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Supreme Court sets aside triple talaq as unconstitutional and violative of fundamental rights

Supreme Court sets aside triple talaq as unconstitutional and violative of fundamental rights
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CJI Khehar and Justice Nazeer wanted a 6-month ban with a mandate for Parliament to enact laws, but ended within 2-3 minority

The contentious and controversial practice of triple talaq, practised by Sunni Muslims for nearly 1,400 years, was set aside by a five-judge bench of the Supreme Court on Tuesday (August 22). The bench, in which there were judges from five faiths, had heard arguments for and against the practice of triple talaq for six days during the summer vacation.

On Tuesday, the bench struck down the practice as arbitrary and against the tenets of Islam. Among other issues considered by the judges, it was also mentioned that while triple talaq is no more practised in several Muslim theological states of the world, it is still prevalent in India. It was deemed unconstitutional and against a Muslim wife’s fundamental rights as enshrined in the Constitution.

The decision, however, was not exactly unanimous. The bench, which had judges from five faiths, passed this in a 3-2 verdict in which Chief Justice of India JS Khehar was in minority.

Agreeing to Justice Khehar’s view that the court had little right in interfering with personal law matters and that the issue should be referred to Parliament for enactment of a relevant law, was Justice S. Abdul Nazeer. While the two judges also concurred with the others on the unconstitutionality of the practice, they were for a six-month injunction, a period in which Parliament should start its process of enacting a law.

Justices Kurian Joseph, Rohinton Fali Nariman and Uday Umesh Lalit, however, said that on the basis of its unconstitutionality, because it violates a woman’s fundamental rights and also because it has no mention in the Quran (hence has no religious viability), the practice should be completely done away with. They did not mention the need for the formation of a law by Parliament.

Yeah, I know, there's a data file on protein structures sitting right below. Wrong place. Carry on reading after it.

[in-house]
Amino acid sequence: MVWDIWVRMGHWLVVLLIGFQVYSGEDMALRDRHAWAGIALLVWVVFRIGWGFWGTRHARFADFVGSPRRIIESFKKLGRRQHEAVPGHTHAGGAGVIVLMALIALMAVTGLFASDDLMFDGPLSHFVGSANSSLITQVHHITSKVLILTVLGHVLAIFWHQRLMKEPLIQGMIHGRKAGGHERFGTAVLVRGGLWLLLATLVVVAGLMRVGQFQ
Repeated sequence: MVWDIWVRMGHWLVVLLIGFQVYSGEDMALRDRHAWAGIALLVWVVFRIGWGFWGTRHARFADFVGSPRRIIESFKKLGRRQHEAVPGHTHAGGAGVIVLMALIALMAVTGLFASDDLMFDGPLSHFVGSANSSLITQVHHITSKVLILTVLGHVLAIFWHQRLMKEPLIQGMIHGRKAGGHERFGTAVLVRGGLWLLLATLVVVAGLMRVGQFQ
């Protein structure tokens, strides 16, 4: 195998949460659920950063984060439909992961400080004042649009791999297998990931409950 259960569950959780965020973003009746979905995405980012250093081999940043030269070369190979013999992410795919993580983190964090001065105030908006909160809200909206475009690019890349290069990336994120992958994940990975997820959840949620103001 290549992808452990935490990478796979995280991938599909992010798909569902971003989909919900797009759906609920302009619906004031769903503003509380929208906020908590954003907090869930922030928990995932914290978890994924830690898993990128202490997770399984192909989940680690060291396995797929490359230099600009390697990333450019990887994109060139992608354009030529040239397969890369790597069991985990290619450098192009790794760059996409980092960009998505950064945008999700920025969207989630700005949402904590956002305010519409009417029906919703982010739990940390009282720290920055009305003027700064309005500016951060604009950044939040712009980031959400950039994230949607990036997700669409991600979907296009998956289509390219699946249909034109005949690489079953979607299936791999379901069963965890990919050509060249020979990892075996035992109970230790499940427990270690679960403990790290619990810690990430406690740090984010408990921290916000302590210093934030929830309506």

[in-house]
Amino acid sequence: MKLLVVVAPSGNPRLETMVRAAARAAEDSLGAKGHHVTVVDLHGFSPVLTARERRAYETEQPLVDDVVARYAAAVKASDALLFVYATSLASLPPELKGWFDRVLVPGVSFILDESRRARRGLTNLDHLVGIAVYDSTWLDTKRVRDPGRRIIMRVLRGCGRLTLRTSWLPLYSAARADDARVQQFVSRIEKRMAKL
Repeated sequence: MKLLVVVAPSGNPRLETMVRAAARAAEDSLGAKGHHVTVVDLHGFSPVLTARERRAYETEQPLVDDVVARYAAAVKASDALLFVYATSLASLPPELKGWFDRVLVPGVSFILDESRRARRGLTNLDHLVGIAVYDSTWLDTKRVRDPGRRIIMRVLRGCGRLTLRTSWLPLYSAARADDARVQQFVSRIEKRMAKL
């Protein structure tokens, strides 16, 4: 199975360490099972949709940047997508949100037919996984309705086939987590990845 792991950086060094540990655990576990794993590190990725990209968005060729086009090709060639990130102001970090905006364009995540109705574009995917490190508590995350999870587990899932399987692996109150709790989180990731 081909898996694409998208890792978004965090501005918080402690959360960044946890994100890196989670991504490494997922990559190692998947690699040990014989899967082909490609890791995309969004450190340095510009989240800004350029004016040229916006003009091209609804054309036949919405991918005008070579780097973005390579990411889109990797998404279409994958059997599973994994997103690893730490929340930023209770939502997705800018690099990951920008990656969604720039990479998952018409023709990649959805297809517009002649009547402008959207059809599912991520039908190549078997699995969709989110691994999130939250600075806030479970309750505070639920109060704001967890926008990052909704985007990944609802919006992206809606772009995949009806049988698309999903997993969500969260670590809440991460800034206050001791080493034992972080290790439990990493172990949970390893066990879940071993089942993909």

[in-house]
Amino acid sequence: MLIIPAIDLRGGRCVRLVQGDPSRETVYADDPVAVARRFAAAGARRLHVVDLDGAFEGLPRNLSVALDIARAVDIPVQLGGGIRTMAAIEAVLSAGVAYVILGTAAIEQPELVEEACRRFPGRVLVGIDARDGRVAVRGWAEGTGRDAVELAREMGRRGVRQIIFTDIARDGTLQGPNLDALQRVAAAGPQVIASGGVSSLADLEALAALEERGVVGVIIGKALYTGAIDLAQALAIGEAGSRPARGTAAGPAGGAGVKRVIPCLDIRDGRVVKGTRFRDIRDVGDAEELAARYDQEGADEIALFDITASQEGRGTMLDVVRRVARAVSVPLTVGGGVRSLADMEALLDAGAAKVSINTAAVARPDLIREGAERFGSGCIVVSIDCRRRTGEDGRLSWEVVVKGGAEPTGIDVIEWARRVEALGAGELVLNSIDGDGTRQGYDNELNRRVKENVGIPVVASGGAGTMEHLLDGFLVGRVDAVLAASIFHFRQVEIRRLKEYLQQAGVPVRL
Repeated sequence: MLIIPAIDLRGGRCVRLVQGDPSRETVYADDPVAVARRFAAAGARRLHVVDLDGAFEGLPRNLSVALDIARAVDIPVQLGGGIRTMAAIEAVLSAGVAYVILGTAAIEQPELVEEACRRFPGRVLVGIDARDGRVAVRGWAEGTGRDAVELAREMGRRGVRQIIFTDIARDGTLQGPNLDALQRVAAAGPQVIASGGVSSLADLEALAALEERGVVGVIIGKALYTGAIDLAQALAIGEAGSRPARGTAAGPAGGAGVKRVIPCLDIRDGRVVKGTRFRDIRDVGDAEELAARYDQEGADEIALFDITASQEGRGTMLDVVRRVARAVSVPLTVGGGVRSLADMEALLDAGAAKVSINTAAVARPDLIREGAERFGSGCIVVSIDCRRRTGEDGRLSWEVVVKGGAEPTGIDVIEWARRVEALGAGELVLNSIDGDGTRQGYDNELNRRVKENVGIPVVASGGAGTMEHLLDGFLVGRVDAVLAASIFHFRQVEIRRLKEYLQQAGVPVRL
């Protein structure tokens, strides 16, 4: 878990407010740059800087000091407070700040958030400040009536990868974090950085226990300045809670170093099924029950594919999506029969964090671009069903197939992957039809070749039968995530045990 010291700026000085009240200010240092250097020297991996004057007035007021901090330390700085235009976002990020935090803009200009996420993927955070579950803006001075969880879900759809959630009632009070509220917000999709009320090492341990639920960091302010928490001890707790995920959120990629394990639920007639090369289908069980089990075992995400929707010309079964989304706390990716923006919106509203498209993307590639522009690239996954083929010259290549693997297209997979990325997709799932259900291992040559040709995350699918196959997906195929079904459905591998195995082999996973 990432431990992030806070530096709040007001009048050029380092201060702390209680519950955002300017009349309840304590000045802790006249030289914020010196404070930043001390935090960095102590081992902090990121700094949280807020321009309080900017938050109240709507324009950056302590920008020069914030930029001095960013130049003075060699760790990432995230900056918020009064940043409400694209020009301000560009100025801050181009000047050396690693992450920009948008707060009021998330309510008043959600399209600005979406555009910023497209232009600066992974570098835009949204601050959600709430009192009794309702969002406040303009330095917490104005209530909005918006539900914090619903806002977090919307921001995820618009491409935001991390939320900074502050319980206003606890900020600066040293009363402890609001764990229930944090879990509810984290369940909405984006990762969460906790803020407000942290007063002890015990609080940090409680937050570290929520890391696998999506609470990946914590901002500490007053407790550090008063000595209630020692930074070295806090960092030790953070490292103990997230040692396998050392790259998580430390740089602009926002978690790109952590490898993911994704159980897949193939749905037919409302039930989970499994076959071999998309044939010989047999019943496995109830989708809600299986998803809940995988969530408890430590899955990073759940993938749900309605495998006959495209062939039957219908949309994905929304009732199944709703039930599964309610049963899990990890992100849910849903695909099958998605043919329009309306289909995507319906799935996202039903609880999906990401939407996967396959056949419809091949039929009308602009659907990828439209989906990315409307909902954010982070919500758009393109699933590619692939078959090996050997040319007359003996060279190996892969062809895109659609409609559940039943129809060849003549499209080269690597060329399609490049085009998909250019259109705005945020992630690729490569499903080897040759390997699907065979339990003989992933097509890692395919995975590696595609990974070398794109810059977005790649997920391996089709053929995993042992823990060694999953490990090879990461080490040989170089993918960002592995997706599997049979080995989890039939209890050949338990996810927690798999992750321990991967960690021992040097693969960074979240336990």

While the final order said: “In view of the different opinions recorded, by a majority of 3:2 the practice of ‘talaq-e-biddat’ – triple talaq is set aside”, one must realise that all judges were in consonance with the invalidity of the practice. The difference in opinion was, principally, in the procedure to be followed.

The chief justice of India and Justice Nazeer maintained that triple talaq was “sinful”. They, however, also maintained that the court cannot interfere in personal laws which have the status of fundamental right under the constitution. The reading of the judges as to how it violates the fundamental right of a Muslim wife ran into a wall hereabouts, and the two judges thought it was prudent to let parliament debate this before passing relevant laws.

The three judges who were for a complete ban, said: “Triple talaq may be a permissible practice, but it is retrograde and unworthy. Since triple talaq is instant it is irrevocable and the marital tie gets broken. It is violative of Article 14, the right to equality.” According to Justice Joseph, triple talaq was not an essential part of Islam and enjoys no protection of Article 25. Hence it should be set aside.

Hence, and as BJP president Amit Shah pointed out, there were no losers in the court battle. In fact, it was victory for equal rights for Muslim women and their constitutional rights.

Read the full Judgment here

India Legal Bureau

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